We grappled with questions such as: Why has U.S. higher education historically taken a bifurcated approach to international and domestic diversity? How does that serve us and how does it not? How might DEI and IE professionals work together toward shared goals and learning objectives? How can we decolonize internationalization efforts? What’s our relationship to power and place? How could we get more faculty invested in intercultural learning? What intercultural ”superpowers” might individuals with marginalized identities gain through their lived experiences that make them especially well-suited for leadership? How can educators prepare students to succeed and lead in a highly diverse, volatile, uncertain, complex, and ambiguous world? (And that was just in the sessions I attended!)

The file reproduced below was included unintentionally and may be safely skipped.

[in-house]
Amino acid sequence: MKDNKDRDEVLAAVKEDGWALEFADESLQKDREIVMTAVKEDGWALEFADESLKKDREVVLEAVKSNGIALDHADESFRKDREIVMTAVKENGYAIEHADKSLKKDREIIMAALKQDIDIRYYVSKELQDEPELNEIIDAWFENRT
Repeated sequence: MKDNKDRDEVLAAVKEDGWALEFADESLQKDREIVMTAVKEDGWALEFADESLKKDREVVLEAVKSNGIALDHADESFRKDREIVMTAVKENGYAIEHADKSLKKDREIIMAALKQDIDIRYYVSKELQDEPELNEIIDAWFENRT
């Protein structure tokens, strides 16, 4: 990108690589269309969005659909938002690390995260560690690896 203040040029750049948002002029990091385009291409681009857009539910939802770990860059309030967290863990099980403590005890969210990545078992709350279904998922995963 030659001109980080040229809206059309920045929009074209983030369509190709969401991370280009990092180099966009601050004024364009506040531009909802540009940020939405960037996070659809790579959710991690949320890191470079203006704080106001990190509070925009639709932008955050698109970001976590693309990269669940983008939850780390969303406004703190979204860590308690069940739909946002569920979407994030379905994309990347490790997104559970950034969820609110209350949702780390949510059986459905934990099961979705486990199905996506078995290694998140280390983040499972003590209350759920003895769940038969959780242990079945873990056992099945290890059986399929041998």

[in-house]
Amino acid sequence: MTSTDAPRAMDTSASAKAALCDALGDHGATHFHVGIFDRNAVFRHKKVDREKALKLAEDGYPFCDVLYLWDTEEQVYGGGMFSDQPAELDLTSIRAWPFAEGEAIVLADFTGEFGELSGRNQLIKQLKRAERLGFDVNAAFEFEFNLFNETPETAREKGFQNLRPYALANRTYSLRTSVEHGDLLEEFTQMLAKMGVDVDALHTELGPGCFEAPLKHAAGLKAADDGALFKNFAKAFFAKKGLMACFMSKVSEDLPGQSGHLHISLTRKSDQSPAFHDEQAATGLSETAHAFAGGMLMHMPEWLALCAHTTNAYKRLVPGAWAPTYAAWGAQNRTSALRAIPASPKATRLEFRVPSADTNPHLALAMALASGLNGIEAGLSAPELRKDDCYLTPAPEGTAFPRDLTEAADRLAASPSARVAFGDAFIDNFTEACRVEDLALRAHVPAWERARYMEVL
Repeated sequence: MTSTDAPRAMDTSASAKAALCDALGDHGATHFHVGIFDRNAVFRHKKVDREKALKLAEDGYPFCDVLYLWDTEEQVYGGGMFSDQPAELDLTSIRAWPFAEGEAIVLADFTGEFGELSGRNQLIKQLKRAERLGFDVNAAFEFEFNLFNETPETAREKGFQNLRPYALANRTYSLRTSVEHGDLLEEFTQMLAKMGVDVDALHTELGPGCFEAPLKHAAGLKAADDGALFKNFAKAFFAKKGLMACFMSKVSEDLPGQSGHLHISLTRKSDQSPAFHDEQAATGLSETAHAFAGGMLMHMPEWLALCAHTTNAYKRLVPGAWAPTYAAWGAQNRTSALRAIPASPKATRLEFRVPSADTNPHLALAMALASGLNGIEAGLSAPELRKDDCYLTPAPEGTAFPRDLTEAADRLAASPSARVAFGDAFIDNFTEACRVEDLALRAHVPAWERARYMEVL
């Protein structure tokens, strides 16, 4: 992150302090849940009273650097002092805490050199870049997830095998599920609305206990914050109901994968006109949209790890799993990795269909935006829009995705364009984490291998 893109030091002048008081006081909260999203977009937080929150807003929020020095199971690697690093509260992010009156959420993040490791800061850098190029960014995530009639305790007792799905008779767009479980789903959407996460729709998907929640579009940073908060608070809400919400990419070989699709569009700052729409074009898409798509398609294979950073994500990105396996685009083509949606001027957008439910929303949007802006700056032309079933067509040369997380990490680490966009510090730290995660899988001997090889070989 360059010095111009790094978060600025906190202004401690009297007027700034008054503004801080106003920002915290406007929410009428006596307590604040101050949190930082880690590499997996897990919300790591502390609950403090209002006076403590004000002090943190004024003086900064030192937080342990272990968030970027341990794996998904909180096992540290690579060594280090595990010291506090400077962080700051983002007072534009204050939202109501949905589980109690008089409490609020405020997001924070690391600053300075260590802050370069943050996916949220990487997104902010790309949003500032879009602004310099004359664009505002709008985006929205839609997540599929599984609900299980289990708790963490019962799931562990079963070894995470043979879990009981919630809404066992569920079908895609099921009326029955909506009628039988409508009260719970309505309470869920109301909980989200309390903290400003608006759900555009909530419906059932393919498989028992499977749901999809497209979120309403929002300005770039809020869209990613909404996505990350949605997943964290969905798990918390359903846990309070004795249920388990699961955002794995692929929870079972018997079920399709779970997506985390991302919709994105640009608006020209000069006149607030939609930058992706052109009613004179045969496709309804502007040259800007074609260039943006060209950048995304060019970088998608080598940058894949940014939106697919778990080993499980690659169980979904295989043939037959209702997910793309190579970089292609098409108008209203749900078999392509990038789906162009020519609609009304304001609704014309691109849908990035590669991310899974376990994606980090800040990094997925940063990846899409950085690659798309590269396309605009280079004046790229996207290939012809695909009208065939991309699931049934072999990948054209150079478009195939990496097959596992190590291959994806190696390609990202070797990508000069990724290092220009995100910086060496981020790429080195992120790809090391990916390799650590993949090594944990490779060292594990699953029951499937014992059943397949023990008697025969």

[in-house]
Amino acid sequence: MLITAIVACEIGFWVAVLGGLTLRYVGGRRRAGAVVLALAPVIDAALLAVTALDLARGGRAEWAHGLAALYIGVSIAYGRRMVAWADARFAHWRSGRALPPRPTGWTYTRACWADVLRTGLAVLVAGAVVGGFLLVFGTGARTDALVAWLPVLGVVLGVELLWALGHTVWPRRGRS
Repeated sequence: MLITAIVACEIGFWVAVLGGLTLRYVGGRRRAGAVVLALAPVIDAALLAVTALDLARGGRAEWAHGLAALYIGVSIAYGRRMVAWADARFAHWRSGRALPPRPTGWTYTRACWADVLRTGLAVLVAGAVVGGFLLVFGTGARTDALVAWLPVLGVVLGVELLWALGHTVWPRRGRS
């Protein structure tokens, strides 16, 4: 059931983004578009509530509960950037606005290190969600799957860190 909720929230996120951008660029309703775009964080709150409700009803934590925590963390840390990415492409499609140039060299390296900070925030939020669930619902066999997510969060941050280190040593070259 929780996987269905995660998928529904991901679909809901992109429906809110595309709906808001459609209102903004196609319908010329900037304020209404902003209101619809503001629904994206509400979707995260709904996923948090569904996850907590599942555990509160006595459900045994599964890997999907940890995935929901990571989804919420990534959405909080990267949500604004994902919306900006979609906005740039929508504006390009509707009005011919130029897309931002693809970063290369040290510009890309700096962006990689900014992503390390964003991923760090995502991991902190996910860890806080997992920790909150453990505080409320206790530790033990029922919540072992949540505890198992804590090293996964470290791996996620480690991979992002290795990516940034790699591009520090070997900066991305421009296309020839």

Intercultural Learning Not Consistently Approached in Constructivist-Developmental Way
Personally, I’ve been exploring the relationship between DEI work, multicultural education, international education, and intercultural learning for a while (this was the topic of my presentation at WISE). I’m also very aware this type of work has long lived at the margins of higher education and must move from being peripheral to an integral part of education if we want to prepare future generations to build and nurture a sustainable, pluralistic world.
This leads me to my second observation, which is more of a musing than a fully-formed thought at this time. During the conference, I was reminded that the constructivist-developmental approach to intercultural learning I find so useful is still not widely understood or consistently utilized (for more information, see previous posts about constructivist and developmental approaches to intercultural teaching and learning).